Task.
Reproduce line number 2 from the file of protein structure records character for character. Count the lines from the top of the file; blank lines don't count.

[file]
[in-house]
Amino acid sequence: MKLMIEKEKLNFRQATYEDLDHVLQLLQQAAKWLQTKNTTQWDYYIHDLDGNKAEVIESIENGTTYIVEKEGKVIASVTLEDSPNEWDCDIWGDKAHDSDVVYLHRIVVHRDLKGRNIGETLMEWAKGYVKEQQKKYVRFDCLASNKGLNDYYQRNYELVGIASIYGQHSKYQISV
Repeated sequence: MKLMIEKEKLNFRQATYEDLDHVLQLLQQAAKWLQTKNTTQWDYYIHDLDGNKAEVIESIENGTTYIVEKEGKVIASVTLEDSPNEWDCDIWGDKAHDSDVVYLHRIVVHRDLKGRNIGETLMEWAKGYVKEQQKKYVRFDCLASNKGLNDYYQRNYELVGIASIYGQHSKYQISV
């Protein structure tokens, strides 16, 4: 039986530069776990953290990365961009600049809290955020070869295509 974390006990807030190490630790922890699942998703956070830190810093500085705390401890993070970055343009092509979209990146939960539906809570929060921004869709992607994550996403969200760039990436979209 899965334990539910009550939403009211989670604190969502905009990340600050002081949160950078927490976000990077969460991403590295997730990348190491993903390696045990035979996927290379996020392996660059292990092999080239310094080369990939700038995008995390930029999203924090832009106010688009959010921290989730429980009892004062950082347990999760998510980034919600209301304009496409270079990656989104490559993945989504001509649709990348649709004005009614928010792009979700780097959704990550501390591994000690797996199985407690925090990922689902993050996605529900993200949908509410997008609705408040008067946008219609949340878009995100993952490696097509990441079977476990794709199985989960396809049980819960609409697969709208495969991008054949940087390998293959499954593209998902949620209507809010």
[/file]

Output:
Amino acid sequence: MKLMIEKEKLNFRQATYEDLDHVLQLLQQAAKWLQTKNTTQWDYYIHDLDGNKAEVIESIENGTTYIVEKEGKVIASVTLEDSPNEWDCDIWGDKAHDSDVVYLHRIVVHRDLKGRNIGETLMEWAKGYVKEQQKKYVRFDCLASNKGLNDYYQRNYELVGIASIYGQHSKYQISV